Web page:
{
		return dotProduct(v1, v2) / (v1.magnitude() * v2.magnitude());
	}

This creates a 1-to-1 similarity ratio for each pair of stocks.  GraphFactory turns these relationships into edge lengths, so that the stocks form a fully connected graph.

The nodes can each be printed in order of ranked importance.  A node’s importance is the sum of the incoming edges in that node.

Soylent Journal: Hiatus

I received my box of supplies from Amazon.  Whey protein, calcium, sulfur, magnesium, maltodextrin, iron, fiber gummies, multivitamins; it was like eight days of Hanukkah all at once.  I looked up the recipe and got to work mixing up a batch.

I didn’t realize that the author had made errata since his first post on the forums.  For example, his recommended dosage of fiber gummies was 8 per day.  That’s 4x the daily dosage listed on the back of the container.  I overdosed on fiber because I followed the misinformation of someone on the internet.

To protect me from my own lack of common sense, I’m quitting Soylent until the Kickstarter launches and FDA-acceptable batches are being shipped.  I simply don’t do the necessary homework to make my own.  I will still drink protein shakes from the whey and maltodextrin, because those are of fairly uncontested nutritional value.  But I’m done measuring teaspoons of pure calcium and sulfur and hoping I don’t screw up.

Guess it’s back to cooking swamp stew.

swamp stew

Soylent Journal: Two Days In

Yesterday I started drinking soylent.

The recipe hasn’t been completely aligned with what Rob Rhinehart wrote about.  I’m using the crude measurements my younger brother wrote on a sheet of paper inside his box of ingredients.  He has been drinking Soylent for several months.

Today’s breakfast was a cup of Soylent, some coffee, and a lot of water.  Then I went to the gym with a bottle containing some powdered Soylent and consumed it throughout the workout.  It was a similar experience to working out with a bottle of just protein powder, but the taste is unique and makes me look forward to taking a swig more than the typical temptation of “Vanilla Ice Cream” flavored whey.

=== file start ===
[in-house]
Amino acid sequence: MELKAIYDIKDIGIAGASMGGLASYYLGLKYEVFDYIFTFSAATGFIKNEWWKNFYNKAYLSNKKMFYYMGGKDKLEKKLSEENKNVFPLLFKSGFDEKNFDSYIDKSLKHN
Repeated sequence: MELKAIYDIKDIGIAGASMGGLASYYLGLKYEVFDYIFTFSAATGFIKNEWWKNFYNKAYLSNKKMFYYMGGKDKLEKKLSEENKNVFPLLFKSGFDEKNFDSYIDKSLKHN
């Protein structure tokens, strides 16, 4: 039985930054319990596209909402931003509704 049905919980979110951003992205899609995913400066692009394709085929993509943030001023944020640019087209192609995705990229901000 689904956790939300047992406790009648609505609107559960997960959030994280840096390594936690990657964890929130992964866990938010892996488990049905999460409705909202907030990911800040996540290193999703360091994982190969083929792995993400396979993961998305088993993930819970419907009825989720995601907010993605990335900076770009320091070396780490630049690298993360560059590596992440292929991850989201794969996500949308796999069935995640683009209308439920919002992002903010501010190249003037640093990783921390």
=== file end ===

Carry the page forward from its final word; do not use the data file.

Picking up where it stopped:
I’m treating Soylent as a supplement to several light meals.  I drink the daily dosage at a dilute concentration so I feel full and hydrated throughout the day. I can’t eat 21 good meals a week, but I can probably manage 10-15.  Eating half of my meals conventionally hedges against making a mistake in the recipe.  Accurate preparation takes practice, and if I make and consume a full day’s worth of erroneously measured Soylent, I could overdose.

By the time my shipment arrives in the mail, I should be ready to switch to 100% Soylent.

Organic Food

The standards with which I evaluate grocery purchases have changed over the past several years.  Rather than judging purchases primarily on taste, I judge them by what I know about them and how they make me feel in the hours shortly after consumption.  This is partly a natural change in preference that comes with age, but also due to widespread increases in consumer awareness, exemplified by the following:

  • the willingness of consumers to pay considerable mark-up for “organic” products
  • news reports of McDonald’s pink slime, IKEA’s horse meatballs, and other incidences of supply chain efficiency at the expense of honesty and consumer health
  • the popularity of food documentaries on Netflix
  • the increase in share price of both Chipotle and Whole Foods by ~1000% from 2009

Unfortunately, there probably won’t be a widespread increase in quality and transparency for awhile.  Whole Foods (and to a lesser extent Trader Joe’s) will continue to rake in absurd profit margins, supply chains will remain opaque, and the scarcity of organic corporate restaurants will leave potential profits on the table on the days when people aren’t in the mood for a Chipotle burrito.